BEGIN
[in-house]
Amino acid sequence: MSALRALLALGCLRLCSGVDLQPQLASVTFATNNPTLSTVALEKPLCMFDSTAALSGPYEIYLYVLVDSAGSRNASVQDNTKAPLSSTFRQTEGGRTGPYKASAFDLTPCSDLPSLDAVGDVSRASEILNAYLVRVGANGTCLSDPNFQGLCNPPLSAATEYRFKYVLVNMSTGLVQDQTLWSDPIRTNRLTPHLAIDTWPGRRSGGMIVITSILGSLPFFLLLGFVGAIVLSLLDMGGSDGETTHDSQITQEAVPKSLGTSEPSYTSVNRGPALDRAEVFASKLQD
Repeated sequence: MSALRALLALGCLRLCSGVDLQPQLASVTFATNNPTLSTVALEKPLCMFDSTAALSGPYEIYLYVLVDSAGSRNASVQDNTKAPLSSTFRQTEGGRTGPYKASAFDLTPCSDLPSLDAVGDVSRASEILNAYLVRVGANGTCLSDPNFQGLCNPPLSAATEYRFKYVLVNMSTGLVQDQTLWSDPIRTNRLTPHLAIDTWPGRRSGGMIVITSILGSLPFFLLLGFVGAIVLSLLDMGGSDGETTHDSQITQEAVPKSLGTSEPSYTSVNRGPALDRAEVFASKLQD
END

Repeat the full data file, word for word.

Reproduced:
[in-house]
Amino acid sequence: MSALRALLALGCLRLCSGVDLQPQLASVTFATNNPTLSTVALEKPLCMFDSTAALSGPYEIYLYVLVDSAGSRNASVQDNTKAPLSSTFRQTEGGRTGPYKASAFDLTPCSDLPSLDAVGDVSRASEILNAYLVRVGANGTCLSDPNFQGLCNPPLSAATEYRFKYVLVNMSTGLVQDQTLWSDPIRTNRLTPHLAIDTWPGRRSGGMIVITSILGSLPFFLLLGFVGAIVLSLLDMGGSDGETTHDSQITQEAVPKSLGTSEPSYTSVNRGPALDRAEVFASKLQD
Repeated sequence: MSALRALLALGCLRLCSGVDLQPQLASVTFATNNPTLSTVALEKPLCMFDSTAALSGPYEIYLYVLVDSAGSRNASVQDNTKAPLSSTFRQTEGGRTGPYKASAFDLTPCSDLPSLDAVGDVSRASEILNAYLVRVGANGTCLSDPNFQGLCNPPLSAATEYRFKYVLVNMSTGLVQDQTLWSDPIRTNRLTPHLAIDTWPGRRSGGMIVITSILGSLPFFLLLGFVGAIVLSLLDMGGSDGETTHDSQITQEAVPKSLGTSEPSYTSVNRGPALDRAEVFASKLQD